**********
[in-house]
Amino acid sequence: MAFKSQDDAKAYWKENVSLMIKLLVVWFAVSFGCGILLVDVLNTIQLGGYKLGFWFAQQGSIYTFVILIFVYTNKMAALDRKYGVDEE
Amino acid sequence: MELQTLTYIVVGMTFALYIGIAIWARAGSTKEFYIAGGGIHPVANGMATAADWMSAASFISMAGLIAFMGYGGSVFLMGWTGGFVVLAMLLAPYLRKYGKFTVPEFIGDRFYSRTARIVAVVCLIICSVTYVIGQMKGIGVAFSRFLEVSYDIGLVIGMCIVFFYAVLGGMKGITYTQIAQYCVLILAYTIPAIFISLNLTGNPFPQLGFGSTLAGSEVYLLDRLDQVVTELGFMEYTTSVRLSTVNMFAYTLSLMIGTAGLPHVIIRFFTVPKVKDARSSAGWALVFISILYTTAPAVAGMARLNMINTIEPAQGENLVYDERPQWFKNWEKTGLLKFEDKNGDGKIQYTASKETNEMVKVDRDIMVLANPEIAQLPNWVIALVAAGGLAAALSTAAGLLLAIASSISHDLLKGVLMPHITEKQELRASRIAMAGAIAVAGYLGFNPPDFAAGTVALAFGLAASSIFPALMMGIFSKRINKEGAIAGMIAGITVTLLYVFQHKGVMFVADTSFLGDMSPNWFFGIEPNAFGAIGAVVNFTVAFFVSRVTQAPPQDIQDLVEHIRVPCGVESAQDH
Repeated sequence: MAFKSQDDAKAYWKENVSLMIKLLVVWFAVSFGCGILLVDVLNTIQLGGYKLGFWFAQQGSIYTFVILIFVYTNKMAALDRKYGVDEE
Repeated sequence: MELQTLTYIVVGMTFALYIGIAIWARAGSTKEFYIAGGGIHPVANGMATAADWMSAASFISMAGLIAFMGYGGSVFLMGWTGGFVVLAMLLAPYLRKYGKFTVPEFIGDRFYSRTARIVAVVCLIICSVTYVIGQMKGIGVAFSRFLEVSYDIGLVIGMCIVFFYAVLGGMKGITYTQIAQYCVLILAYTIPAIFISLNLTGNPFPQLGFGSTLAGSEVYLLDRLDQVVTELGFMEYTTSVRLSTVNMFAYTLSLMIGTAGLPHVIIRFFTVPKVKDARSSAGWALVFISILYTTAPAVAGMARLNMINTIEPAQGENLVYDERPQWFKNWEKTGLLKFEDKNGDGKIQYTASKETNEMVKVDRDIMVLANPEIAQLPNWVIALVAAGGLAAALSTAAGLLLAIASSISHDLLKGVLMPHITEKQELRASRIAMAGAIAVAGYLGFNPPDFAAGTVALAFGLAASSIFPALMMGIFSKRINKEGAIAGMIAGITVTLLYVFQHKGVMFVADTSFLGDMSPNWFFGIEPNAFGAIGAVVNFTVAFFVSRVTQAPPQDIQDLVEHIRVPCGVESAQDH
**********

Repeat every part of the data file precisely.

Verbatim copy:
[in-house]
Amino acid sequence: MAFKSQDDAKAYWKENVSLMIKLLVVWFAVSFGCGILLVDVLNTIQLGGYKLGFWFAQQGSIYTFVILIFVYTNKMAALDRKYGVDEE
Amino acid sequence: MELQTLTYIVVGMTFALYIGIAIWARAGSTKEFYIAGGGIHPVANGMATAADWMSAASFISMAGLIAFMGYGGSVFLMGWTGGFVVLAMLLAPYLRKYGKFTVPEFIGDRFYSRTARIVAVVCLIICSVTYVIGQMKGIGVAFSRFLEVSYDIGLVIGMCIVFFYAVLGGMKGITYTQIAQYCVLILAYTIPAIFISLNLTGNPFPQLGFGSTLAGSEVYLLDRLDQVVTELGFMEYTTSVRLSTVNMFAYTLSLMIGTAGLPHVIIRFFTVPKVKDARSSAGWALVFISILYTTAPAVAGMARLNMINTIEPAQGENLVYDERPQWFKNWEKTGLLKFEDKNGDGKIQYTASKETNEMVKVDRDIMVLANPEIAQLPNWVIALVAAGGLAAALSTAAGLLLAIASSISHDLLKGVLMPHITEKQELRASRIAMAGAIAVAGYLGFNPPDFAAGTVALAFGLAASSIFPALMMGIFSKRINKEGAIAGMIAGITVTLLYVFQHKGVMFVADTSFLGDMSPNWFFGIEPNAFGAIGAVVNFTVAFFVSRVTQAPPQDIQDLVEHIRVPCGVESAQDH
Repeated sequence: MAFKSQDDAKAYWKENVSLMIKLLVVWFAVSFGCGILLVDVLNTIQLGGYKLGFWFAQQGSIYTFVILIFVYTNKMAALDRKYGVDEE
Repeated sequence: MELQTLTYIVVGMTFALYIGIAIWARAGSTKEFYIAGGGIHPVANGMATAADWMSAASFISMAGLIAFMGYGGSVFLMGWTGGFVVLAMLLAPYLRKYGKFTVPEFIGDRFYSRTARIVAVVCLIICSVTYVIGQMKGIGVAFSRFLEVSYDIGLVIGMCIVFFYAVLGGMKGITYTQIAQYCVLILAYTIPAIFISLNLTGNPFPQLGFGSTLAGSEVYLLDRLDQVVTELGFMEYTTSVRLSTVNMFAYTLSLMIGTAGLPHVIIRFFTVPKVKDARSSAGWALVFISILYTTAPAVAGMARLNMINTIEPAQGENLVYDERPQWFKNWEKTGLLKFEDKNGDGKIQYTASKETNEMVKVDRDIMVLANPEIAQLPNWVIALVAAGGLAAALSTAAGLLLAIASSISHDLLKGVLMPHITEKQELRASRIAMAGAIAVAGYLGFNPPDFAAGTVALAFGLAASSIFPALMMGIFSKRINKEGAIAGMIAGITVTLLYVFQHKGVMFVADTSFLGDMSPNWFFGIEPNAFGAIGAVVNFTVAFFVSRVTQAPPQDIQDLVEHIRVPCGVESAQDH